Dawn Danen, management assistant, communications: The chair activities on the breaks, the discussion piece, and the networking lunch were all my favorites. The speaker content was absolutely amazing and it’s a close second. (Okay, I liked the whole thing but particularly the “local” pieces.)

How did the Reno SheLeadsGov watch party help you learn from and connect with women in your organization?

Hlade: It was great connecting with other successful women in roles of power in our organization who support others rather than competing against their female teammates.

Whited: It was empowering to see all the women there from the city of Reno who are passionate about women’s rights, and women in the workplace.

Danen: I had an opportunity to speak with people in depth that I had only previously spoken to in passing. We not only got to know each other better but also spoke about the conference and what touched us or had an impact.

Why is it important for organizations to support and promote women-focused events?

Hlade: Women thrive on support and validation more so than males. Events like this improve relationships among women leaders and help all of us see what is possible and know that the city supports our endeavors.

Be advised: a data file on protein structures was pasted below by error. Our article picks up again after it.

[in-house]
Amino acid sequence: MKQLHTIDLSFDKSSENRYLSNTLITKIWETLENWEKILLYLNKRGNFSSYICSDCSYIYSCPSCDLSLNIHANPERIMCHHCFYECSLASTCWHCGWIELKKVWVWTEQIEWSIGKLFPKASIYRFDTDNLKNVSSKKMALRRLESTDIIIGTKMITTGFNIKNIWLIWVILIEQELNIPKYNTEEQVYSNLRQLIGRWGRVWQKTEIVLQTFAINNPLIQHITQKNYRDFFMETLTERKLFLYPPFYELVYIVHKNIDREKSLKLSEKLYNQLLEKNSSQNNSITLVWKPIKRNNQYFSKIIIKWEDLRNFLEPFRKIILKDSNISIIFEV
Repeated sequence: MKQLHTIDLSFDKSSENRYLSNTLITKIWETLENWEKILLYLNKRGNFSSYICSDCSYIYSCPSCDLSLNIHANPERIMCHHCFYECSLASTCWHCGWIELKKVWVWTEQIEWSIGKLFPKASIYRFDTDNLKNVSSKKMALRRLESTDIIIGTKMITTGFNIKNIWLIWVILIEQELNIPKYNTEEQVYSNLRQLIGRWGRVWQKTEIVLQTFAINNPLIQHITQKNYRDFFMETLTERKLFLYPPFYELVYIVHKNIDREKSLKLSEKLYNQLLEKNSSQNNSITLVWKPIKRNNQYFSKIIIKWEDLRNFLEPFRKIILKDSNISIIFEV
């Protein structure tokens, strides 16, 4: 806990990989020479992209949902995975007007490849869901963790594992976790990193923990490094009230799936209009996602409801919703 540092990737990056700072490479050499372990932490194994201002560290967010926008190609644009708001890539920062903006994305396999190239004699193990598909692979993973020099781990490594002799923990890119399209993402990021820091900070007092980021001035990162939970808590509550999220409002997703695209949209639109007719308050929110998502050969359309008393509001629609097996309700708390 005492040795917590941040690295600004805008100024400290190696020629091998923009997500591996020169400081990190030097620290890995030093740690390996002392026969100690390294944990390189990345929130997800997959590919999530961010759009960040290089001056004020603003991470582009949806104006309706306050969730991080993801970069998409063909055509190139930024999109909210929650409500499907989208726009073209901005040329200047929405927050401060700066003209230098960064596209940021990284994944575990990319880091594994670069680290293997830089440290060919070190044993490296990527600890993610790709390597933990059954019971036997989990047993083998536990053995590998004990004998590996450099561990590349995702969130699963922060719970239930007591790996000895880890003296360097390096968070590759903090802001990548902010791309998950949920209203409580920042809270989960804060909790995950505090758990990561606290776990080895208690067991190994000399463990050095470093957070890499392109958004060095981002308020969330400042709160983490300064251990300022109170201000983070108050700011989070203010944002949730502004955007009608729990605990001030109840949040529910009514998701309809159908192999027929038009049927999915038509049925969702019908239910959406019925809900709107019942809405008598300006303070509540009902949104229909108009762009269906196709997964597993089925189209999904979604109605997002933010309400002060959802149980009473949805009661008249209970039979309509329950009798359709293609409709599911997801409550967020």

Whited: I think women have a unique challenge. Women have been violated, excluded, underestimated, and misrepresented. It can be exhausting to feel this way in your place of work, and so it is important to communicate to women in the workplace that they are valued and that their experiences are shared.

Danen: I have always thought that organizations should support all different walks of life. Not only for women, but awareness of lifestyles, cultures, and genders. I think it’s important that each person be able to see the perspective of others. It leads to a better environment and team all around when we can see “clearer.”

Headshot of Rebecca Venis


REBECCA VENIS is director of communications for Reno, Nevada.